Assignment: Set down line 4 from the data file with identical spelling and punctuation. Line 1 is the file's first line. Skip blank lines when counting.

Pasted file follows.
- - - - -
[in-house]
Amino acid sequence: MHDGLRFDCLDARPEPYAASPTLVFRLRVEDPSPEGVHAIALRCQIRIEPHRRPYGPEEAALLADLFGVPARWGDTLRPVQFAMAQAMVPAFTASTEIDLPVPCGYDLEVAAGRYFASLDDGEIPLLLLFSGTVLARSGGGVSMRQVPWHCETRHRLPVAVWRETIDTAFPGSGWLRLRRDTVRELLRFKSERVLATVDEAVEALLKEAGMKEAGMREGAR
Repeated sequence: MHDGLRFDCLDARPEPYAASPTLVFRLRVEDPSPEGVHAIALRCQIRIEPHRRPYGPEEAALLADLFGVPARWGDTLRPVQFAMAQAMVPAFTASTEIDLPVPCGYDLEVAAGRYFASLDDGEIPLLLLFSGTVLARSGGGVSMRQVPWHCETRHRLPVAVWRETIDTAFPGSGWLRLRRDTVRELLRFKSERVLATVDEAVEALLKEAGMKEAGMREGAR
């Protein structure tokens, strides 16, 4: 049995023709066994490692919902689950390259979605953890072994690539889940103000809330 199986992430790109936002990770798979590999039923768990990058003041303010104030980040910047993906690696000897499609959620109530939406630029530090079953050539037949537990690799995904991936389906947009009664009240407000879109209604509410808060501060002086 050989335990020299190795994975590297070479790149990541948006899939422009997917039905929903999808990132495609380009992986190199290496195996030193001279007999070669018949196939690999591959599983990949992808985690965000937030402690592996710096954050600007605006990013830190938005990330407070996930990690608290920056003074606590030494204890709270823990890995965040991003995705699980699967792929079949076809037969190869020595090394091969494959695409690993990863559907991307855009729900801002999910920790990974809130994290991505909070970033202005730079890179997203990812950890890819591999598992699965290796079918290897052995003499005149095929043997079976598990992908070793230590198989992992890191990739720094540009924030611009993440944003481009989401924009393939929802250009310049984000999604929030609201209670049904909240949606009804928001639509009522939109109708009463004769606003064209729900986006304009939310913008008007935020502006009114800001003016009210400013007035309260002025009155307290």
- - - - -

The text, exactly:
């Protein structure tokens, strides 16, 4: 049995023709066994490692919902689950390259979605953890072994690539889940103000809330 199986992430790109936002990770798979590999039923768990990058003041303010104030980040910047993906690696000897499609959620109530939406630029530090079953050539037949537990690799995904991936389906947009009664009240407000879109209604509410808060501060002086 050989335990020299190795994975590297070479790149990541948006899939422009997917039905929903999808990132495609380009992986190199290496195996030193001279007999070669018949196939690999591959599983990949992808985690965000937030402690592996710096954050600007605006990013830190938005990330407070996930990690608290920056003074606590030494204890709270823990890995965040991003995705699980699967792929079949076809037969190869020595090394091969494959695409690993990863559907991307855009729900801002999910920790990974809130994290991505909070970033202005730079890179997203990812950890890819591999598992699965290796079918290897052995003499005149095929043997079976598990992908070793230590198989992992890191990739720094540009924030611009993440944003481009989401924009393939929802250009310049984000999604929030609201209670049904909240949606009804928001639509009522939109109708009463004769606003064209729900986006304009939310913008008007935020502006009114800001003016009210400013007035309260002025009155307290």